Premier League eyes football streaming site block


The Premier League (PL) will request a court order demanding that Internet Service Providers (ISPs) block a football website which allows users to view subscription-based matches for free.

The proposed injunction relates to Swedish football streaming website and it is hoped it will be in place for next season. 

If successful, it will be the first sports related site block in the UK but, nonetheless, lawyers have said they are “unsurprised” by the Premier League’s decision.

Adam Rendle, associate at Taylor Wessing LLP, said the Premier League had been a “victim” of unauthorised sources for a long time.

“Websites such as these cut across the monetisation of broadcasting rights and there are lots of other kinds of these sites out there. It was only a matter of time before they attempted to block one of them," he said.

The PL’s move comes at a time when ISPs are frequently faced with more requests to block access to piracy sites.

Both the British Phonographic Industry (BPI) and Motion Picture Association of America (MPAA) have recently called on ISPs to block access to music and movie downloading services such as Fenopy, Kicksass Torrents and The Pirate Bay.

Rendle continued: “The BPI and MPAA set a precedent when they obtained blocking orders, so it is not surprising that the Premier League has followed suit.”

The order would force leading ISPs in Britain, including BT, to cut off access to the site. BT recently shelled out £246m for the right to show Premier League football next season.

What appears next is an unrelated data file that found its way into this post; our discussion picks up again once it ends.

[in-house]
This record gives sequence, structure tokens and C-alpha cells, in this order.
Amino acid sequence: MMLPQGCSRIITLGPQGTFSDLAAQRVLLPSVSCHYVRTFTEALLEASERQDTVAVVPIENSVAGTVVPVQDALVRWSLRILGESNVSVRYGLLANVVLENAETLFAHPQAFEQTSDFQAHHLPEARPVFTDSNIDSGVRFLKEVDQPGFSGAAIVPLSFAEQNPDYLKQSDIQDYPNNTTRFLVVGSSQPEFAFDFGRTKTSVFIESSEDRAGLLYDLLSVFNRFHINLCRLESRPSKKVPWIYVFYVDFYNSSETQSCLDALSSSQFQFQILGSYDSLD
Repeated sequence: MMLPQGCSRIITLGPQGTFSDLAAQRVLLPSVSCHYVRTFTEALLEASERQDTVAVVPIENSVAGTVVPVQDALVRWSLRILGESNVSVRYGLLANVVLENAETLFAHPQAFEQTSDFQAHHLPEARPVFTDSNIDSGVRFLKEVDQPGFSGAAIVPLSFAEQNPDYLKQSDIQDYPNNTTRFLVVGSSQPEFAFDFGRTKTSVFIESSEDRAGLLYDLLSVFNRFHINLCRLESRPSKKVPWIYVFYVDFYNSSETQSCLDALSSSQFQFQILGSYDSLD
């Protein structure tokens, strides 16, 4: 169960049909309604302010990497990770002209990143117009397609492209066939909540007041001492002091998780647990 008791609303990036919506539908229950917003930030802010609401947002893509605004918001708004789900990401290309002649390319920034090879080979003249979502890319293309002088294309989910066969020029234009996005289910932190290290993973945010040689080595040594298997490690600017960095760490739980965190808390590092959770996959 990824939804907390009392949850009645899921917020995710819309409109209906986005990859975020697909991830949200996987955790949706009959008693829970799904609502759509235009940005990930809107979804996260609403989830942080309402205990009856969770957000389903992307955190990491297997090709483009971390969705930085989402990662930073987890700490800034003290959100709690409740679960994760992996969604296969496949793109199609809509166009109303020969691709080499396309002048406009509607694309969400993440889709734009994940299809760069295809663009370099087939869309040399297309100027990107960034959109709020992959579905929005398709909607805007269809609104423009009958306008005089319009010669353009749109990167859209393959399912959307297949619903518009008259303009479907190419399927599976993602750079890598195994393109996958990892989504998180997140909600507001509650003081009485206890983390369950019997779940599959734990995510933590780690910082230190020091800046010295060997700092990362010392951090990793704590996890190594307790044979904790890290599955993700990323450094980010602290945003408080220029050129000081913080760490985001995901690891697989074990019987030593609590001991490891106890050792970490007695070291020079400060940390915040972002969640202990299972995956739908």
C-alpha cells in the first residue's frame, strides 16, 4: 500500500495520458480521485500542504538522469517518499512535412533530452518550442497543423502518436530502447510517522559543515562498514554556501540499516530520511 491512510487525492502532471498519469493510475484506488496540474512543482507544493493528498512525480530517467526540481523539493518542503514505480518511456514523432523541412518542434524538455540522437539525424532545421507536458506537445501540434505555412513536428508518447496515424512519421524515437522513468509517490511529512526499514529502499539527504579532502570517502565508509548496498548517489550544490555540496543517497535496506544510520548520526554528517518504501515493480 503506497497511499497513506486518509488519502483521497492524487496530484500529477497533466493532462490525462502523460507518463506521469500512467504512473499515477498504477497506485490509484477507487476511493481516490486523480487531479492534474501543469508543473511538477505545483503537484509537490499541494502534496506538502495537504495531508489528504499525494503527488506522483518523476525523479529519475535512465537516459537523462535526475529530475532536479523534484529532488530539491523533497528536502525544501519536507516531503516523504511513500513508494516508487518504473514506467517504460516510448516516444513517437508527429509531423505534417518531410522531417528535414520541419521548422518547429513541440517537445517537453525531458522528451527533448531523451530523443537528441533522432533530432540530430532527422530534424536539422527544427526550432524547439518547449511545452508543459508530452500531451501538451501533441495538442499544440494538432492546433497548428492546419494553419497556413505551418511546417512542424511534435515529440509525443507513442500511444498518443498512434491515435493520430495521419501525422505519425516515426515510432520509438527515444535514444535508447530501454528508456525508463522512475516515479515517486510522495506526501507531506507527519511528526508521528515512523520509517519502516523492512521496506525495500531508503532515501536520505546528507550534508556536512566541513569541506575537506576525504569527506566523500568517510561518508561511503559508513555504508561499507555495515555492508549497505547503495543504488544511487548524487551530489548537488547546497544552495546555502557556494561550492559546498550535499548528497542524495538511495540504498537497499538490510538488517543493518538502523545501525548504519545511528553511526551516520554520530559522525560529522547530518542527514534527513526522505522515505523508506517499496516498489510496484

When contacted by WIPR, a BT spokesperson said: “BT will only block access to websites for online copyright infringement when ordered by a court.”

Daniel Byrne, associate at law firm Bristows, echoed BT’s claims and said ISPs generally would be reluctant to remove or block websites unless instructed to do so by the courts.

He said: “ISPs will often state they are unable to remove or block a website unless ordered to do so, as they are not in a position to assess the allegations made about content and what is, and what isn’t, infringing copyright.

“In addition, they might be concerned that such unilateral removal or blocking might involve a breach of their agreements with customers and service users, and open the floodgates to numerous notifications of infringement with associated monitoring costs.”

He added: “Although BT might be said to have an added interest in complying with the order, given its recent successful bid to show live Premier League games, most ISPs would anyway be unlikely to object to the court granting such an order and be willing to comply. Oversight by a court ensures transparency and accountability."

This article was first published on 25 June 2013 in World IP Review

premier league, isps,, bpi, mpaa

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